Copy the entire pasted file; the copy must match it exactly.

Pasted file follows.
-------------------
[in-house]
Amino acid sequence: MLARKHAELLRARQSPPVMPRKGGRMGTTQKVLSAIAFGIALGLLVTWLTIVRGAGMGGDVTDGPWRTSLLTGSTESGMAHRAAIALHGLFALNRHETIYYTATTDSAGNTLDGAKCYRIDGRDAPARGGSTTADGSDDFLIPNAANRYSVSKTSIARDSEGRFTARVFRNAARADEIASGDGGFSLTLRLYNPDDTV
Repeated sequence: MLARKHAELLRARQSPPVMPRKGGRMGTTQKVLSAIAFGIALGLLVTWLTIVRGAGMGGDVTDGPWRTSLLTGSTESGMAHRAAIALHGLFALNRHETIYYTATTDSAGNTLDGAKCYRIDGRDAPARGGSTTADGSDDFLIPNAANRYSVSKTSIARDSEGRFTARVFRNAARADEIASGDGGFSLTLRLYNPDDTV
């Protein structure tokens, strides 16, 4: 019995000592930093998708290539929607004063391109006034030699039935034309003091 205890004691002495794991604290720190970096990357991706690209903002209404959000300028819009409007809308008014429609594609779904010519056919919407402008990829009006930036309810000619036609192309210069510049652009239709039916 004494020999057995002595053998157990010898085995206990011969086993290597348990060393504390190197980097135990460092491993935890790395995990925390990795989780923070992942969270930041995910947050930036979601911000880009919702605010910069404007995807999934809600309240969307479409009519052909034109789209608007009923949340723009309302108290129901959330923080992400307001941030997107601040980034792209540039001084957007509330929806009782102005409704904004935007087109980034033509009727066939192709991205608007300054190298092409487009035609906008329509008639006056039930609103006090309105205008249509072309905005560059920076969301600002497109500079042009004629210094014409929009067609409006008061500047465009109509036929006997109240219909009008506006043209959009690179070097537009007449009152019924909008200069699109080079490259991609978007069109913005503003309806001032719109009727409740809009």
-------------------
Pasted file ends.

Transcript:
[in-house]
Amino acid sequence: MLARKHAELLRARQSPPVMPRKGGRMGTTQKVLSAIAFGIALGLLVTWLTIVRGAGMGGDVTDGPWRTSLLTGSTESGMAHRAAIALHGLFALNRHETIYYTATTDSAGNTLDGAKCYRIDGRDAPARGGSTTADGSDDFLIPNAANRYSVSKTSIARDSEGRFTARVFRNAARADEIASGDGGFSLTLRLYNPDDTV
Repeated sequence: MLARKHAELLRARQSPPVMPRKGGRMGTTQKVLSAIAFGIALGLLVTWLTIVRGAGMGGDVTDGPWRTSLLTGSTESGMAHRAAIALHGLFALNRHETIYYTATTDSAGNTLDGAKCYRIDGRDAPARGGSTTADGSDDFLIPNAANRYSVSKTSIARDSEGRFTARVFRNAARADEIASGDGGFSLTLRLYNPDDTV
């Protein structure tokens, strides 16, 4: 019995000592930093998708290539929607004063391109006034030699039935034309003091 205890004691002495794991604290720190970096990357991706690209903002209404959000300028819009409007809308008014429609594609779904010519056919919407402008990829009006930036309810000619036609192309210069510049652009239709039916 004494020999057995002595053998157990010898085995206990011969086993290597348990060393504390190197980097135990460092491993935890790395995990925390990795989780923070992942969270930041995910947050930036979601911000880009919702605010910069404007995807999934809600309240969307479409009519052909034109789209608007009923949340723009309302108290129901959330923080992400307001941030997107601040980034792209540039001084957007509330929806009782102005409704904004935007087109980034033509009727066939192709991205608007300054190298092409487009035609906008329509008639006056039930609103006090309105205008249509072309905005560059920076969301600002497109500079042009004629210094014409929009067609409006008061500047465009109509036929006997109240219909009008506006043209959009690179070097537009007449009152019924909008200069699109080079490259991609978007069109913005503003309806001032719109009727409740809009």